Getting To Know The Six Species Of Arm-Chair Urban Planner…


by Scott Daniel | A recent post on the Waldorf reno sparked one of the great, unnecessarily polarizing Scout Magazine Commenter Debates on gentrification. It got me thinking about how overbearingly preoccupied Vancouverites are with housing, real estate, and development issues. And it made me think about Derek Hayes’ Historical Atlas of Vancouver. The book does a really good job tying the entire history of this place to one big idea: speculation.

Everyone’s been a part of the game, buying, selling (or at least renting) a vision of how the city should, could, and will look. Naturally, this week’s “Burrard Gateway” proposal inspired Vancouver’s inner political manimals. Forget the Vision, NPA and COPE nonsense, this city is one giant urban design panel made up of opinionated constituencies and their sloganeering. The following groups are invariably heard from whenever a new development proposal comes out…

The 6 Species Of Vancouver’s Arm-Chair Urban Planners

1. Smarmy City Sucks!
No one can live here. Another high-end condo will just continue to force normal folk out of town.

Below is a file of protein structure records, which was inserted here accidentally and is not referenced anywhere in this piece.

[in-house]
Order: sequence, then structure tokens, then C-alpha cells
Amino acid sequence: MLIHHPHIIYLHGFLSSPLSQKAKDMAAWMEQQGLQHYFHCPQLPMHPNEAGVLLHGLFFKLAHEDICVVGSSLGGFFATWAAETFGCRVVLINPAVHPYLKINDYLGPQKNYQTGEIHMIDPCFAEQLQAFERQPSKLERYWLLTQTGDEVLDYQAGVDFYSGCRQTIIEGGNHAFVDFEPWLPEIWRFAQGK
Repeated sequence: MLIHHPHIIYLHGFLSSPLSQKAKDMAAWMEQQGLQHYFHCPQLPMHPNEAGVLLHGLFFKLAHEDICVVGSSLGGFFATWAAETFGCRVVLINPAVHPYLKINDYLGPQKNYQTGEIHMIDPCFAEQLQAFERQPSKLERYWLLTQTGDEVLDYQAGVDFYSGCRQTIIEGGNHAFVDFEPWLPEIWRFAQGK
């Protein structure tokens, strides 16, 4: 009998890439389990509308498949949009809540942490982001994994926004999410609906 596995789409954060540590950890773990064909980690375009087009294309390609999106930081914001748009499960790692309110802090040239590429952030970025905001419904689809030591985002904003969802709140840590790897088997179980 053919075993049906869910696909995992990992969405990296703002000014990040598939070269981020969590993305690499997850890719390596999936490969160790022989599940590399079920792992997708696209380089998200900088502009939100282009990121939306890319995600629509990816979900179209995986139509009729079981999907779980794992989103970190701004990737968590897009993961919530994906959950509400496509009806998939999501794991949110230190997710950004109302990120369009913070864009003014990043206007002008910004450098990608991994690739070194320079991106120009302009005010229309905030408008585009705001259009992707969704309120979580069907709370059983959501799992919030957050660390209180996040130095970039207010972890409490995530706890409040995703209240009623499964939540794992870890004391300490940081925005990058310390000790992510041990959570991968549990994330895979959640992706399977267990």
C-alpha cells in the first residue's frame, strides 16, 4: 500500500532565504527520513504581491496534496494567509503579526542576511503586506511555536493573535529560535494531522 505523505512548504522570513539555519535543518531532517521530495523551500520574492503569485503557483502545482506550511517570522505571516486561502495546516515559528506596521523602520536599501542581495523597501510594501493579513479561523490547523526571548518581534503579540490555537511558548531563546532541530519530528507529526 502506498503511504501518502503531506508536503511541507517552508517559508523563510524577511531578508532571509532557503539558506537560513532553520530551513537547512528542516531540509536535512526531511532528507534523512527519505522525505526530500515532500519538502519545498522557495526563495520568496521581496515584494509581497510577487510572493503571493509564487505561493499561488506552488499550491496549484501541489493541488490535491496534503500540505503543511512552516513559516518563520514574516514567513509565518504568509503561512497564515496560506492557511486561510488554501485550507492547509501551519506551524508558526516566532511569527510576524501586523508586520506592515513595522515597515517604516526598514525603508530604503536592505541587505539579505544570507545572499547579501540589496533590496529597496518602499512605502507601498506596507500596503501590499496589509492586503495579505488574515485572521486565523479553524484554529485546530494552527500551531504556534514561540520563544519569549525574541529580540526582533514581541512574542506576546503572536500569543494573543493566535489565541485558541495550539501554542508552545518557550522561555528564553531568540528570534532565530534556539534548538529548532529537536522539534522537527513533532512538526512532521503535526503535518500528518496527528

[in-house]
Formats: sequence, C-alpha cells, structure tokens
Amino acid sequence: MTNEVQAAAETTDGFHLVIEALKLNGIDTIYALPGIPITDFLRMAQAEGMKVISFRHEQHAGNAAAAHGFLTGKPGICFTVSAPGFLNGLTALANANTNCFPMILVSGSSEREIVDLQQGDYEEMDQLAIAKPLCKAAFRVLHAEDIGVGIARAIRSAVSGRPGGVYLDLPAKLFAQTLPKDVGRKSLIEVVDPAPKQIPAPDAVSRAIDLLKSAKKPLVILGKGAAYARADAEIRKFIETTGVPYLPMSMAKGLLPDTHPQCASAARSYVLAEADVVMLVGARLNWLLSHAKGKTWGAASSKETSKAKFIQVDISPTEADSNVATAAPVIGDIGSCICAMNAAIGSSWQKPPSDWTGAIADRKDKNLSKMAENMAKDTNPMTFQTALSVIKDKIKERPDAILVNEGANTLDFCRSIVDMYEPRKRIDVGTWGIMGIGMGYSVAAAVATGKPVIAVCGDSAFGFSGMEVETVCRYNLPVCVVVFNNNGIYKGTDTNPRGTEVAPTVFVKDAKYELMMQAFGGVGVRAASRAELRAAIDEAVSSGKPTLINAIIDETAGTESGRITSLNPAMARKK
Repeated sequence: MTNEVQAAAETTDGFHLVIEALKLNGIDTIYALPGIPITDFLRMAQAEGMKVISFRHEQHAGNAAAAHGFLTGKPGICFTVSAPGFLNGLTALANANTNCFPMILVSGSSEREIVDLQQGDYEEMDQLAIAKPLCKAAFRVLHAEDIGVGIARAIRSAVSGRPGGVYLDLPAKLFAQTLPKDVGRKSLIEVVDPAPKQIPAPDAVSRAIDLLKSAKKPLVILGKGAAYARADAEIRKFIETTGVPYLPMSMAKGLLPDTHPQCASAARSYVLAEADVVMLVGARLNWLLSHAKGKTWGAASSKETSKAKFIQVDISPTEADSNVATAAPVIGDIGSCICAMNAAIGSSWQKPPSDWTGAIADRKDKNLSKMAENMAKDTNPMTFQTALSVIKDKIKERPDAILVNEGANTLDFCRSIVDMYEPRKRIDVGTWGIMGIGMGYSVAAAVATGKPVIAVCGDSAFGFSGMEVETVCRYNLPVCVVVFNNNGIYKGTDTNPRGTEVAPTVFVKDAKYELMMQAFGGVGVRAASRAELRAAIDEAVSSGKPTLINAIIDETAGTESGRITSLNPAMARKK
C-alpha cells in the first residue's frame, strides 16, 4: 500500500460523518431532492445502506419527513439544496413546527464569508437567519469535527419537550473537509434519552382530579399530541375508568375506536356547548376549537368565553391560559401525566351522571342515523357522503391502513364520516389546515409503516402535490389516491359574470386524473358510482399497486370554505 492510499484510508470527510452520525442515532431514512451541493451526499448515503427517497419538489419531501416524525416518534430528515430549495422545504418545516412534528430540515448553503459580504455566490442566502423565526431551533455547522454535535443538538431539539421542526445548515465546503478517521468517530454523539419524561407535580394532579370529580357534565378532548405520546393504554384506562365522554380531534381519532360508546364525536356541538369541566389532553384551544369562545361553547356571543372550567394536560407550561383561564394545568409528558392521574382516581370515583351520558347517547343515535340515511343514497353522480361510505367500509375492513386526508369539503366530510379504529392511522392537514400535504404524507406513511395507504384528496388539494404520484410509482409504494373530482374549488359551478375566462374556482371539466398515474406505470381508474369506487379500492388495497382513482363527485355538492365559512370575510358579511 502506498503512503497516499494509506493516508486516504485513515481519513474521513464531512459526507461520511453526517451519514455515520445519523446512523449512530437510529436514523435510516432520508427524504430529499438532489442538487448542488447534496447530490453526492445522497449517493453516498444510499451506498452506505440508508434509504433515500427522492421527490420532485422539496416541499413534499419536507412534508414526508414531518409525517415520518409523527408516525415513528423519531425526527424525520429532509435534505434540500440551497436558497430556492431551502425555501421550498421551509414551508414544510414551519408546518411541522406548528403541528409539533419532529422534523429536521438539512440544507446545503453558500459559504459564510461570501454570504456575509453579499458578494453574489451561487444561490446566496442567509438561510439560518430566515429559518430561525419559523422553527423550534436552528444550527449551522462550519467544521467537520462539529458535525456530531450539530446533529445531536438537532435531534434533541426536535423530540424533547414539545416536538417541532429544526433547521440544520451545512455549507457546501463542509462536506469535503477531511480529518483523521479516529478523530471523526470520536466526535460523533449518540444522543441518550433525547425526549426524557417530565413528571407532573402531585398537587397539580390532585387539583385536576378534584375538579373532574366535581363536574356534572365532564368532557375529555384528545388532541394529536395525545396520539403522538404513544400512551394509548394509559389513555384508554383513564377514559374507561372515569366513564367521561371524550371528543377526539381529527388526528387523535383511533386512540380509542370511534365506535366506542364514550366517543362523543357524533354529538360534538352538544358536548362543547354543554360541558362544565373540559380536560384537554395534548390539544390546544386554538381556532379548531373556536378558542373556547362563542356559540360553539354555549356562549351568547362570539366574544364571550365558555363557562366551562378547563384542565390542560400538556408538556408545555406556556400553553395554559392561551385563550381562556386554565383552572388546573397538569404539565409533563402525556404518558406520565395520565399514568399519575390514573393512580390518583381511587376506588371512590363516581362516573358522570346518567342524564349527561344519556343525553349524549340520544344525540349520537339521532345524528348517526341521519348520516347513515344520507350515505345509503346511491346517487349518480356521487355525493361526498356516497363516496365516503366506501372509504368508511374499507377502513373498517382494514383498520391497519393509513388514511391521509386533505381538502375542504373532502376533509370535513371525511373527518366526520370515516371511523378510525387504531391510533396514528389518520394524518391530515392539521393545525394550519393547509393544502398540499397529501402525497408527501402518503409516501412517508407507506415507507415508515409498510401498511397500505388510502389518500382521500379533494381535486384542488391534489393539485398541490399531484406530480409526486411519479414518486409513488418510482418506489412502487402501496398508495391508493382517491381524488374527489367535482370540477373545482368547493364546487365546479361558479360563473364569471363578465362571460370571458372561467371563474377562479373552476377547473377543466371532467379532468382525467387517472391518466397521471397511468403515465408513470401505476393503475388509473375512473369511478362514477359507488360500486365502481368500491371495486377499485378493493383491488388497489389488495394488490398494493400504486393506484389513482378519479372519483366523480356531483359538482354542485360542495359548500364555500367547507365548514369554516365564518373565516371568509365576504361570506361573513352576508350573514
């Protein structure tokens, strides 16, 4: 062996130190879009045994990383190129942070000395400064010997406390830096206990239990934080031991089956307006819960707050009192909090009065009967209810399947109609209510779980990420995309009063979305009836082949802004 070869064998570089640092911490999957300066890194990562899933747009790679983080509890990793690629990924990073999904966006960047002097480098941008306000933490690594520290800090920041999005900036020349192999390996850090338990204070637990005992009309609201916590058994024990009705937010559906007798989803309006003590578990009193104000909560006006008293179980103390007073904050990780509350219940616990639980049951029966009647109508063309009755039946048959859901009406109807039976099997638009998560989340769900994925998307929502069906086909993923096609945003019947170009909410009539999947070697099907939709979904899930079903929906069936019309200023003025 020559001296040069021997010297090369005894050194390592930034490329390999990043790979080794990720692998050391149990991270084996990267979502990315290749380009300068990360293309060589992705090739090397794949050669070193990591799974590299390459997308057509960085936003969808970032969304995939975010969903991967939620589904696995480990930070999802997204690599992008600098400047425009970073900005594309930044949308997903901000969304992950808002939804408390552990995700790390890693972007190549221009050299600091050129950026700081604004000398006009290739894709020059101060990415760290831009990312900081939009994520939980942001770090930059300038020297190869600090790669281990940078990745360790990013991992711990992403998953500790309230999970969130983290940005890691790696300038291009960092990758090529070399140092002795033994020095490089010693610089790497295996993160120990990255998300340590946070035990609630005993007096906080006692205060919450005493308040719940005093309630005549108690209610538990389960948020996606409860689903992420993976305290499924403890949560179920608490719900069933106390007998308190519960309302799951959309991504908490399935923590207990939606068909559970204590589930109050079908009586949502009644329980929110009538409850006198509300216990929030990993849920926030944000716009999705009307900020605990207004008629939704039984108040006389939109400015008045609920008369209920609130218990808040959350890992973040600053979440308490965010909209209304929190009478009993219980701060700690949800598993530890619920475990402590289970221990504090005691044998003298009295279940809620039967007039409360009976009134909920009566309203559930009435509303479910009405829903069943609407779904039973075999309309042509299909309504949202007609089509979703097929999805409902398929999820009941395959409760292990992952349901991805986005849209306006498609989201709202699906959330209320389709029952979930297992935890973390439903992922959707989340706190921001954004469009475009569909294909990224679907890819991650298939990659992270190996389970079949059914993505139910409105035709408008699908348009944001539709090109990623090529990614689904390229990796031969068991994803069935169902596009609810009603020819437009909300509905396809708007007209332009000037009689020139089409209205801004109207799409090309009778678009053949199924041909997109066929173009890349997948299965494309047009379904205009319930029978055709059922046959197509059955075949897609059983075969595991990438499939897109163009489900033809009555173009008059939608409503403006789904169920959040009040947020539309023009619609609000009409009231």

2. Resort City Sucks!
All anyone does is live here. We need more offices and jobs.

3. The City is an Extension of my Ego!
A world-class city requires a grand statement to inspire [our journey over the Burrard Bridge]. And it’ll make the car ads better.

4. Table Top City Sucks!
We, the Skyscraper Nerds, call for an end to monotonous rows of mid-rise, cookie-cutter buildings and demand taller, architecturally expressive, “signature” towers.

5. That thing’s gonna block the fucking view!
Nimbys and View Coners united will never be defeated.

6. Where’s Everyone Going to Park?!
These are the “think of the children” people when it comes to urban planning.

It all seems pretty superficial. That’s the curse of living in such a new, urban environment. When you step out of the building – the one Bob Rennie’s peeps so endearingly christened AzüRE – you get the feeling you’re walking around in a vacuous architectural model. But I guess that’s also the interesting part of living in an evolving city: the contest over how it gets filled with meaning is still going on.

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